We think that we're alone, but we're really not at all alone as we begin to realize when we start talking with each other in these small group coaching sessions. So, the invitations that you're getting are just reminders about your monthly small group coaching sessions. We also have what we call one minute coaching sessions that are an email that comes to you with a one-minute coaching video every single week to just give you something you can put to use right away, no matter how busy you are, even if you're too busy to come to the small group coaching sessions.

But I do find that once people start coming to the sessions, they really begin coming routinely because they get a lot out of it. And the first thing people tend to say is, "I know I need it, but I don't have time for it." But once they begin to invest just that five minutes a day and start to make that part of their routine, begin learning the tools, it's kind of like when you're studying philosophy or something else or medicine for that matter.

It's something that you build over your whole career. You're building up this skillset and every time you revisit a concept, whether it's in a coaching session with peers, whether it's in a one-on-one coaching session, or whether you're seeing it in a course, maybe you're seeing it on the platform and some comments going back and forth between coaches and people in the program. Every time you see that and you see it in a slightly different way, you build on your understanding of the concepts. And of course, our goals change over time as well. What we're striving for can be accelerated with coaching, the path to get to that. But what that might be that we're aiming for will of course change once we reach that goal. There's always the next goal.

John: Yeah. I think unless you've been through some version of that, you don't really understand it. I can give you an example. When I was a CMO, then we had this coach and I remember the most challenging thing. I would walk in the room and he would just ask a question like, "Okay, what's your biggest challenge today?" It reminds me of going to therapy. My foot would start tapping and I'd be like, "Okay, I actually have to think about this." And invariably there's always something that I was working on there.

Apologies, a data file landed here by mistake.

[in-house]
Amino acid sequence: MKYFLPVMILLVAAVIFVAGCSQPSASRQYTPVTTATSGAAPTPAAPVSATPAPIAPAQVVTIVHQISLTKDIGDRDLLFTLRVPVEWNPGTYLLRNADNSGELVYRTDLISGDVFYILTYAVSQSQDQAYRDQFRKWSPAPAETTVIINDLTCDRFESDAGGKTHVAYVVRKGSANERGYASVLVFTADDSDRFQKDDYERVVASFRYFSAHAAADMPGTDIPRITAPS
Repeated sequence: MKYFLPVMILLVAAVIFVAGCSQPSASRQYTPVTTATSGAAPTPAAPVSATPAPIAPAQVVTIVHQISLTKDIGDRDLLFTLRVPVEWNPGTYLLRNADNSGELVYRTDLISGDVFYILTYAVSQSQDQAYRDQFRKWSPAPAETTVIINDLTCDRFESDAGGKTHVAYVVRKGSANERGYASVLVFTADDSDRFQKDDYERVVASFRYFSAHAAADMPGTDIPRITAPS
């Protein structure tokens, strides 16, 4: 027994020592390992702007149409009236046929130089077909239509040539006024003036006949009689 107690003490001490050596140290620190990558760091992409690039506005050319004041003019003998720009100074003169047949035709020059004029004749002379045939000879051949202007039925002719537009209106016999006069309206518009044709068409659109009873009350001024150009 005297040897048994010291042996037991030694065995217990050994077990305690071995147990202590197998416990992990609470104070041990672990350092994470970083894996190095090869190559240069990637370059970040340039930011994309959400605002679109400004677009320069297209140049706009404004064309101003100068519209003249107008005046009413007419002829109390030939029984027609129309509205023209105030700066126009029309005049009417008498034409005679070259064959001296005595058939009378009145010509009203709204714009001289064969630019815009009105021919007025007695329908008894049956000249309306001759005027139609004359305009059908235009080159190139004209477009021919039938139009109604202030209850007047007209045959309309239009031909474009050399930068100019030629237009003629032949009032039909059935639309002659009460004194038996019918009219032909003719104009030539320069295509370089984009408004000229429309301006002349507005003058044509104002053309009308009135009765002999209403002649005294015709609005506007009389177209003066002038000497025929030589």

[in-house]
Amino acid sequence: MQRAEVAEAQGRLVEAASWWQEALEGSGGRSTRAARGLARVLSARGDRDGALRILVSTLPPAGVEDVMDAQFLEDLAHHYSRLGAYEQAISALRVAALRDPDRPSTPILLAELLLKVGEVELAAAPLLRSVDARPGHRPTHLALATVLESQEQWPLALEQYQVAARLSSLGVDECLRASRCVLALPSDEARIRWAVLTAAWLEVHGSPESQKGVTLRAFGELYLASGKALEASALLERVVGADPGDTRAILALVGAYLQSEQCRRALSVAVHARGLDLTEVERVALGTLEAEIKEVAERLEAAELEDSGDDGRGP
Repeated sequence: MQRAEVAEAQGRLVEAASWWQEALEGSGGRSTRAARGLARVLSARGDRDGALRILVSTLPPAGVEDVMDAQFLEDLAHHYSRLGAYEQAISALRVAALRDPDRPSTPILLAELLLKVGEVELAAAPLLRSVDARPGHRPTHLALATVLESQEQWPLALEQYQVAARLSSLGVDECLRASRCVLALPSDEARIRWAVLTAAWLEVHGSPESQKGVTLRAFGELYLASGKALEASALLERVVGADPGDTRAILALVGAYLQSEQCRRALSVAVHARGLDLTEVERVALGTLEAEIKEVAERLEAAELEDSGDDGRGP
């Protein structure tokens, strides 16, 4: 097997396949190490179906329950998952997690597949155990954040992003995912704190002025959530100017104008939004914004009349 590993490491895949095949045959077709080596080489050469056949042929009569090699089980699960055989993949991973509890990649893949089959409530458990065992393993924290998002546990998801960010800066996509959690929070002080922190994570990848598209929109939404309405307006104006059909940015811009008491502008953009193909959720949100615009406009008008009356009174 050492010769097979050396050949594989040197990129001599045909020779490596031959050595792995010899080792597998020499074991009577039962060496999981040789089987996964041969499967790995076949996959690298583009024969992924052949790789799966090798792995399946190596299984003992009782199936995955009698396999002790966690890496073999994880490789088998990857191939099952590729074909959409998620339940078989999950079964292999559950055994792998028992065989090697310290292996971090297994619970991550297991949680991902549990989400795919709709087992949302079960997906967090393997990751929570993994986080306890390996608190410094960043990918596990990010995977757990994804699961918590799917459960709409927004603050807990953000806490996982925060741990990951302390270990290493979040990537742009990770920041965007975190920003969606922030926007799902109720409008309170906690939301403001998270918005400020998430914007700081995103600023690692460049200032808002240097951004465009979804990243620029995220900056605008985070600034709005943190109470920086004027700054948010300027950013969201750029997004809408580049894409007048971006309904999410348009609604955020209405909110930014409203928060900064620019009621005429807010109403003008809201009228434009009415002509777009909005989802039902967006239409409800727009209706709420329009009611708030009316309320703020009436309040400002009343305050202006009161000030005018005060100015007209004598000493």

And just bringing that up and then walking through it, explaining what the problem was, a lot of times just defining the problem gives you the solution. And that's just how it is with coaching. It's not like they're telling you what to do like a consultant. It's like, "Okay, we're going to find out where you need this little push or understanding and let's work on that." And it does accelerate everything. That's definitely been my experience.

Dr. Jen Barna: Absolutely. And it really teaches you to think in a way that's based on your own values. And so, you start by just defining what is most important to you, and then you begin to shape your decisions around that. I spent years as a physician trying to solve things on my own before I discovered coaching. And I thought I had solved a lot of things, and I had solved a lot of things. But when I started working with coaching, the progress I made was so, so much faster than what I had done on my own for years. That really was what motivated me to bring these coaches together to create this platform.

Because as we work as individuals, sometimes we can't see all of the options that we have available to us. There might be a solution sitting right in front of you, but you're not able to see it. And so, when you're working with a trusted thinking partner, it opens your eyes or maybe can slightly shift your perspective so that suddenly you see these options that you didn't realize were there for you. And that's part of how you can really accelerate your progress.

John: It seems like there are certain situations where coaching would be extremely useful. I think it's usually when there's a big change that's in the offing or there's a desire for a big change, whether it's in a career or I think one example would be in starting a business or side gig, which is really something new even though you're still maybe practicing part-time. How does that play out in DocWorking THRIVE? Or do you have physicians that are facing those kinds of challenges that come for coaching?

Dr. Jen Barna: Yeah, we definitely do. I think anytime you're going through a transition, as you say, starting a side gig, entrepreneurship, accelerating your success. Accelerating your success can be a game changer. It can be the difference between succeeding and failing. And of course, it's also a normal part of reaching success to have failures along the way and finding ways to cope with that can be another opportunity for coaching.